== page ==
It’s Beatrix Potter’s 150th birthday! Celebrate with these five books about her life and work.
1. Beatrix Potter: A Life in Nature by Linda Lear
A Life in Nature is perhaps the most complete biographical treatment of Potter’s life to date. (The book is over 600 pages.) Lear, also a biographer of environmentalist Rachel Carson, presents a compelling narrative of one of the world’s most beloved illustrators. She details Potter’s upbringing, rise to fame, and lesser-known legacy as a land conservationist. This is a foundational book for all fans of Potter’s work.
2. At Home with Beatrix Potter by Susan Denyer
At Home celebrates the domestic country landscape that inspired so much of Potter’s work. The book contains photographs, illustrations, letters, and diary excerpts that reveal the profound influence that her surroundings had on her work.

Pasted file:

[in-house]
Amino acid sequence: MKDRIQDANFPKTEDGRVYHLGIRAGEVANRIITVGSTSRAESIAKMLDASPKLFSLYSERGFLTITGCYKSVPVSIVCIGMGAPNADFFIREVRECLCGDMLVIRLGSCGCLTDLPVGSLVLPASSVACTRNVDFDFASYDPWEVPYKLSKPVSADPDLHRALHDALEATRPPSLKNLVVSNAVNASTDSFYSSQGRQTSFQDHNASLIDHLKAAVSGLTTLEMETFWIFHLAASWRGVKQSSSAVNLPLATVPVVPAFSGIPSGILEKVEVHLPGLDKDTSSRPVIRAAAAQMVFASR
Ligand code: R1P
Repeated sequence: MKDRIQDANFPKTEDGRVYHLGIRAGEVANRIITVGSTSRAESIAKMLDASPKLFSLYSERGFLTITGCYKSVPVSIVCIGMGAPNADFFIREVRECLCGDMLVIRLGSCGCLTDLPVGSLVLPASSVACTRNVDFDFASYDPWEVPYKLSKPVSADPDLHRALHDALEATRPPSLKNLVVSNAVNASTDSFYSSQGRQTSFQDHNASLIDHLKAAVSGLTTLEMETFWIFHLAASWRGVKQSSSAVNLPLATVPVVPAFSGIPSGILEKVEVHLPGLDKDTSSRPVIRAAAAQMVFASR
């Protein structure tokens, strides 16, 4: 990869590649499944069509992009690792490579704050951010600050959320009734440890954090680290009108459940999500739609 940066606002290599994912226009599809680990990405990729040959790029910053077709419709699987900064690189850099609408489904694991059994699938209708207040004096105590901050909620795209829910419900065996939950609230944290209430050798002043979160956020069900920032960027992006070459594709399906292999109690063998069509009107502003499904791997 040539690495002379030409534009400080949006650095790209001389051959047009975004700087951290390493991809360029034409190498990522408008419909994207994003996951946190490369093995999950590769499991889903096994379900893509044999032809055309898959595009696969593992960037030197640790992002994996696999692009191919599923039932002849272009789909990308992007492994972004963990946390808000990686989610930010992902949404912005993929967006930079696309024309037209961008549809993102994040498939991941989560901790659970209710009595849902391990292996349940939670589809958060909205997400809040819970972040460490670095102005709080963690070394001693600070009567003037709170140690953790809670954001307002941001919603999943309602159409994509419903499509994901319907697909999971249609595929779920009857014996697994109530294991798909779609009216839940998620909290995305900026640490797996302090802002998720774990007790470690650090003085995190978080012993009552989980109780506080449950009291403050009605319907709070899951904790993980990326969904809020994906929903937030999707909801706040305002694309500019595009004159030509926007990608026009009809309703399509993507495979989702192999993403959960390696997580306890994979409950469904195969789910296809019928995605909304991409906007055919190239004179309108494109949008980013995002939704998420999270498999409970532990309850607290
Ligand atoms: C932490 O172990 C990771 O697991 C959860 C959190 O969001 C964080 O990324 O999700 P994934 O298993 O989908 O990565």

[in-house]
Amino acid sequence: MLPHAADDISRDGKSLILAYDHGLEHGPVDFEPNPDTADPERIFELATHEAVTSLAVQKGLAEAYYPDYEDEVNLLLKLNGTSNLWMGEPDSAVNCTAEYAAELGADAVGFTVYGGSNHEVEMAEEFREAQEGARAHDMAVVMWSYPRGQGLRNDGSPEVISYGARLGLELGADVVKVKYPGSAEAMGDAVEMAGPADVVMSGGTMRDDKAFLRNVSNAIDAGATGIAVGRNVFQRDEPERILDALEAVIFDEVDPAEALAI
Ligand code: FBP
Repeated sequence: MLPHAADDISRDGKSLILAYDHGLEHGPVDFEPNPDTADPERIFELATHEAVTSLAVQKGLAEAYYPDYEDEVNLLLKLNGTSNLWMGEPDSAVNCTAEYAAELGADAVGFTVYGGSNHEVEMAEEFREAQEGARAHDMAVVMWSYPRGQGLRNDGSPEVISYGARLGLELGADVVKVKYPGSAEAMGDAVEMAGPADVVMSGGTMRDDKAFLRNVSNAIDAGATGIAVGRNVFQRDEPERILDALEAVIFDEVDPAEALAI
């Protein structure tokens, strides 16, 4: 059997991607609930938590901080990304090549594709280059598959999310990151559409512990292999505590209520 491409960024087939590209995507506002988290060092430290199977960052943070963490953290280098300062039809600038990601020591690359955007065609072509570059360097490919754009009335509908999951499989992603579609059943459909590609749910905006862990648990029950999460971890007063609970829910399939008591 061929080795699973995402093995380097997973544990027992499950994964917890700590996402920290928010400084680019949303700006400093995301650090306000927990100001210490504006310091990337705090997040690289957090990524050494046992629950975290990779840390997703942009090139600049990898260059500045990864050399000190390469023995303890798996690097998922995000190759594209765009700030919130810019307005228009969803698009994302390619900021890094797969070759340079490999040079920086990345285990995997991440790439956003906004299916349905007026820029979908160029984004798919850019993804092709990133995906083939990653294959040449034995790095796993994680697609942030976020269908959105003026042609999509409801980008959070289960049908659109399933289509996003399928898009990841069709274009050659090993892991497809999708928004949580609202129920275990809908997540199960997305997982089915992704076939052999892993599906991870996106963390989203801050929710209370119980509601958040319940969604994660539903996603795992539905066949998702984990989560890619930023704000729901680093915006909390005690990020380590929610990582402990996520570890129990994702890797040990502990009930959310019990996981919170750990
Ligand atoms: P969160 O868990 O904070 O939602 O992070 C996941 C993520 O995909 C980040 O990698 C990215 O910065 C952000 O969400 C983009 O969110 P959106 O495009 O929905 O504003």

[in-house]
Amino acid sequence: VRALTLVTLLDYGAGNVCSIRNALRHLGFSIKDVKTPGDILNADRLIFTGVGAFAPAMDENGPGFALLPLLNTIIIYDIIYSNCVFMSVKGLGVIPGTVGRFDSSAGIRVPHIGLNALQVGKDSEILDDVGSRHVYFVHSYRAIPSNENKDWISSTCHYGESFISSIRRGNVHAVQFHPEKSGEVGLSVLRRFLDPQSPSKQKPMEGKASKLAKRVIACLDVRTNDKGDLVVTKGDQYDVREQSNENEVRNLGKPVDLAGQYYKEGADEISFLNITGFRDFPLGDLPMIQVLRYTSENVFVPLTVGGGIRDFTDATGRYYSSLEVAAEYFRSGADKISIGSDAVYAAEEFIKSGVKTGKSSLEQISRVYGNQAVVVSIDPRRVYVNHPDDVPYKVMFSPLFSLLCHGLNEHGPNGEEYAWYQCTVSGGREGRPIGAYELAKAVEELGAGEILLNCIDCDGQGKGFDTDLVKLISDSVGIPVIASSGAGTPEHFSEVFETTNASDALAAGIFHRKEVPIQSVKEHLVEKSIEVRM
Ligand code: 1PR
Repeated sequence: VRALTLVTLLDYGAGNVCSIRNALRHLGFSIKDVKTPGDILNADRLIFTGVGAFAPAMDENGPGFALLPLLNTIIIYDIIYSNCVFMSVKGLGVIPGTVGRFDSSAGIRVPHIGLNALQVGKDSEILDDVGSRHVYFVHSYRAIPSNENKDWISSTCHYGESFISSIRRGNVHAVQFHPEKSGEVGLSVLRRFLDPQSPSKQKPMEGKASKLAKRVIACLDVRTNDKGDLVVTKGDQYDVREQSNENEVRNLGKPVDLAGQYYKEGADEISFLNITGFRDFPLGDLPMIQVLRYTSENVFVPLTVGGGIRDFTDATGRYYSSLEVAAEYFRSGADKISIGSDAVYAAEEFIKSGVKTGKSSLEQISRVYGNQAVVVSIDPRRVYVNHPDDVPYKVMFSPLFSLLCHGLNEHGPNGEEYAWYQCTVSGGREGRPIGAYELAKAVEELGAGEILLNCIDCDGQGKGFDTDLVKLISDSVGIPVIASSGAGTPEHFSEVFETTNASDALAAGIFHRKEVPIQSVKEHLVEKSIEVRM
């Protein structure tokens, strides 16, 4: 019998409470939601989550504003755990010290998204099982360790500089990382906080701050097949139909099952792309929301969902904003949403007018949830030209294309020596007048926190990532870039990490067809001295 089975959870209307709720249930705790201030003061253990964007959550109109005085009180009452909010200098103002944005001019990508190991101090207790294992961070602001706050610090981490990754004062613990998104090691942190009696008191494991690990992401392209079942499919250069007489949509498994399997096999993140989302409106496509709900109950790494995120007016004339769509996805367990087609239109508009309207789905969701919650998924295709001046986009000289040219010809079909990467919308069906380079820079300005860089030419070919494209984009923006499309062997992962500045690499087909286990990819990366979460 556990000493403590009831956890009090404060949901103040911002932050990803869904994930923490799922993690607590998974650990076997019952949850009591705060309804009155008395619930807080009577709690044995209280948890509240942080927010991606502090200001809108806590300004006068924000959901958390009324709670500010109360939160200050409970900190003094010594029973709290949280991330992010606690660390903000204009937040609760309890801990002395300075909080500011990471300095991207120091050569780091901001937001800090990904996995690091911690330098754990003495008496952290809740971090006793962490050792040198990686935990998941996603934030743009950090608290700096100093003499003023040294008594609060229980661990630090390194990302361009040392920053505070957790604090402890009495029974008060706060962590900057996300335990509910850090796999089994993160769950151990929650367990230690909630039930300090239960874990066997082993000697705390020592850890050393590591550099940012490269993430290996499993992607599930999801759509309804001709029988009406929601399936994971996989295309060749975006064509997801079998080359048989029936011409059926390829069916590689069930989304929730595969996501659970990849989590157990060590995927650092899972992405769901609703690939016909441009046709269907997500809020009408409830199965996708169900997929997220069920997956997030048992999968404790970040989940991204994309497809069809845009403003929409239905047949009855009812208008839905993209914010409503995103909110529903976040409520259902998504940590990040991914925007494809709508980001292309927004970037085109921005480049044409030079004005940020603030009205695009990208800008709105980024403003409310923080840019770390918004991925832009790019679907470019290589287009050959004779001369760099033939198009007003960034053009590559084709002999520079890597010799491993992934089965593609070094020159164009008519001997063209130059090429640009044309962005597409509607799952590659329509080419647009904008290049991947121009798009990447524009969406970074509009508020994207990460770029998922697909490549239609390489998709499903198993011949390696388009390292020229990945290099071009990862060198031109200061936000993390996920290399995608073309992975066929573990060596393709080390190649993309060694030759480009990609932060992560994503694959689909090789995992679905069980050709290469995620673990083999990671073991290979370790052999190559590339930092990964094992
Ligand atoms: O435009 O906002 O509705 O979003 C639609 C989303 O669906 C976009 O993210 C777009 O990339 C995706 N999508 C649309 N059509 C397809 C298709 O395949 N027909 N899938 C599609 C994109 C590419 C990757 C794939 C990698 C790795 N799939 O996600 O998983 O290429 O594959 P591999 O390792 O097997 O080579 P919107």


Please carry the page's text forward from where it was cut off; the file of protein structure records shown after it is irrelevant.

3. Beatrix Potter’s Art: A Selection of Paintings and Drawings by Anne Stevenson Hobbs
This beautiful book contains a selection of more than 200 of Potter’s best paintings and drawings. It’s perfect for sunroom coffee tables.
4. Beatrix Potter’s Gardening Life: The Plants and Places That Inspired the Classic Children’s Tales by Marta McDowell
In addition to being an accomplished author and illustrator, Potter was also a skilled botanist, an anomaly among women in her time. As the title indicates, this book immerses readers in the seasonal serenity of Potter’s garden. It paints a vivid picture of what a year in Potter’s garden looked like in the 19th century using vintage photos and Potter’s own artwork. It also provides information for modern travelers who want to visit Potter’s gardens.
5. Walking with Beatrix Potter by Norman & June Buckley
England’s renowned Lake District was Potter’s home and the inspiration behind many of her stories. In fact, some stories trace back to very specific locations in the Lake District. As I mentioned before, Potter was also heavily involved in conservation in that area, and much of what the Lake District is today owes to her bequeathal of property to the National Trust. Walking with Beatrix provides visitors with fifteen different walking paths that highlight significant locations from Potter’s work.